“Insurance pricing is a high-wire act,” CAS says. Actuaries have to quantify and differentiate among a massive variety of risk variables while avoiding unfair discrimination. “As regulation and society’s understanding of discrimination evolve, however, it is necessary for us to keep abreast of changes in the manner in which discrimination is defined and adjudicated.”
The CAS research has generated four papers – two published this week, two more to be published on March 31 – that define, quantify, and propose methods for addressing unfair discrimination where it is found to exist.
Confusion around insurance rating is understandable, given the complex predictive models being used today, which can lead to inappropriate comparisons and inaccurate conclusions. Algorithms and machine learning hold great promise for helping to ensure equitable pricing. However, research has shown these tools also can amplify biases that manage to creep into their programming.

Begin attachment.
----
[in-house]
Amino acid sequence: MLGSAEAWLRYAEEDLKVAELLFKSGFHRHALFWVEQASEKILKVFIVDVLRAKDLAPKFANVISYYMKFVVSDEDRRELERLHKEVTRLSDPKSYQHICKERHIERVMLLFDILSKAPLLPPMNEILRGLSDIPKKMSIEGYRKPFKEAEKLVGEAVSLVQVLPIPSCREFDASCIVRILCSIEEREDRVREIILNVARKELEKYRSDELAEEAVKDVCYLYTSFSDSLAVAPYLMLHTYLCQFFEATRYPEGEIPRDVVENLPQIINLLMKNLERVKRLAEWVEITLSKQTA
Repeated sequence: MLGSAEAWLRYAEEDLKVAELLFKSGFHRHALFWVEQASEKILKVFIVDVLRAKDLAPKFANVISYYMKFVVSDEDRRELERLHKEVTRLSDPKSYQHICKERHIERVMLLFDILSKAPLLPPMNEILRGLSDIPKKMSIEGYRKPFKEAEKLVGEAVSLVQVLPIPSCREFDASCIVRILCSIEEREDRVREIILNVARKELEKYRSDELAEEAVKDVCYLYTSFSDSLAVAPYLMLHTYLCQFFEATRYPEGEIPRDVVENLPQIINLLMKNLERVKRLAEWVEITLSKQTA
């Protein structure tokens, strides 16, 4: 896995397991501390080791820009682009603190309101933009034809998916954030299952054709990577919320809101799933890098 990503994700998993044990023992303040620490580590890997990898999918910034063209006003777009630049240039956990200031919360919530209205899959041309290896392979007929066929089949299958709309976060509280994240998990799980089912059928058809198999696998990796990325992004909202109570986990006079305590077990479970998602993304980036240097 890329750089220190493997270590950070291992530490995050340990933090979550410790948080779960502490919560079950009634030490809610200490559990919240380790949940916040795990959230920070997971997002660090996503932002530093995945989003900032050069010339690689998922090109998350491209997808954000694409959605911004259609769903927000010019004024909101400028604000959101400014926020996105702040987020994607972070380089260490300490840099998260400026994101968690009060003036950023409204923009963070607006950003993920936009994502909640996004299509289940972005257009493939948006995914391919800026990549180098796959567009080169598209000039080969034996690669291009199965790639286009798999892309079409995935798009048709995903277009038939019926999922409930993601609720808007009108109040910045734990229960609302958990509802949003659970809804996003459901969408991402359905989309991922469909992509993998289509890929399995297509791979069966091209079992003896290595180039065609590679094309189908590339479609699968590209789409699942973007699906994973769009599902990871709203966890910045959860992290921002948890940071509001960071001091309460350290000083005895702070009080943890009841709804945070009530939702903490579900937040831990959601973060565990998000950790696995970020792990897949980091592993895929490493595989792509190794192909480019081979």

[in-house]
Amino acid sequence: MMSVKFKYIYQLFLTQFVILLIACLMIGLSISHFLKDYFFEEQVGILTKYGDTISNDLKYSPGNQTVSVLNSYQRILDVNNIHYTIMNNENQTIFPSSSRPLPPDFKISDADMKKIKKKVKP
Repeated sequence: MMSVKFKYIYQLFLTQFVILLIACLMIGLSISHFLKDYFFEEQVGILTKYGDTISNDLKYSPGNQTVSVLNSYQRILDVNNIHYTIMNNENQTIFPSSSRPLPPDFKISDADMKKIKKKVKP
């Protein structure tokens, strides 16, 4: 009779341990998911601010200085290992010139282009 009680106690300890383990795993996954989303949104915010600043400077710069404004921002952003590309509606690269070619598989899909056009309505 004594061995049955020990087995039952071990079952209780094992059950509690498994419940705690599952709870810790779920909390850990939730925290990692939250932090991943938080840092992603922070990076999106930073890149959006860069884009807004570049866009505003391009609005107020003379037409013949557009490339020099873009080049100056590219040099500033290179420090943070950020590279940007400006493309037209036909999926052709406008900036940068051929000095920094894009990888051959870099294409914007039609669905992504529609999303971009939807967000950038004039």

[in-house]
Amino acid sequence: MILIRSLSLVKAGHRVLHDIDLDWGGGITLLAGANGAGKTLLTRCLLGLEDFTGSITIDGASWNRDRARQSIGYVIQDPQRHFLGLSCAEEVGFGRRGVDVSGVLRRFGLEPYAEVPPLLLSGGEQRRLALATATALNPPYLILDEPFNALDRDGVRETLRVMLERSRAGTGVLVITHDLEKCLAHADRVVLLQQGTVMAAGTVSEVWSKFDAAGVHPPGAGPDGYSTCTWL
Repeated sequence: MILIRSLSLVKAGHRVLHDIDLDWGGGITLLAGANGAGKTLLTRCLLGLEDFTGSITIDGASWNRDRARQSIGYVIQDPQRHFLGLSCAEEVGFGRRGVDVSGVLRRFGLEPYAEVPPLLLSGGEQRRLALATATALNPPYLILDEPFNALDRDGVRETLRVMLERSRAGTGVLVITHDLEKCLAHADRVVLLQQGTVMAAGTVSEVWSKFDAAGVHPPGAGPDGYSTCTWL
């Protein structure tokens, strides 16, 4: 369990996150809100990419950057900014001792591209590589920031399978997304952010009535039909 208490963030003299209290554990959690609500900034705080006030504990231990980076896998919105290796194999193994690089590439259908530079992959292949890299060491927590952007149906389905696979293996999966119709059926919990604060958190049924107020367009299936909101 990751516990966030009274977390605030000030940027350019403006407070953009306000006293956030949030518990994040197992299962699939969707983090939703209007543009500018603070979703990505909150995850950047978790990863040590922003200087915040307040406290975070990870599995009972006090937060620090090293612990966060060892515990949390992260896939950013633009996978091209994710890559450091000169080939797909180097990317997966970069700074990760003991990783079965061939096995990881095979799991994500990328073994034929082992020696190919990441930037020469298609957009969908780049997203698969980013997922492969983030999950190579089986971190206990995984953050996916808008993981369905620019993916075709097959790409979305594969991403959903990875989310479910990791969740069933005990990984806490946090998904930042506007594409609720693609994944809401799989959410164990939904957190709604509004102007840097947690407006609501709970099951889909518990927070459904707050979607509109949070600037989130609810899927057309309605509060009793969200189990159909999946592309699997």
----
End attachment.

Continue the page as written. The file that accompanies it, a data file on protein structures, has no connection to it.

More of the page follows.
Recent Colorado legislation requires insurers to show that their use of external data and complex algorithms don’t discriminate against protected classes, as well as other state and federal efforts to address perceived bias in pricing.
The actuarial discipline and the insurance industry are well positioned to continue helping policymakers and corporate decisionmakers understand and address these inequities.
The CAS papers published this week are: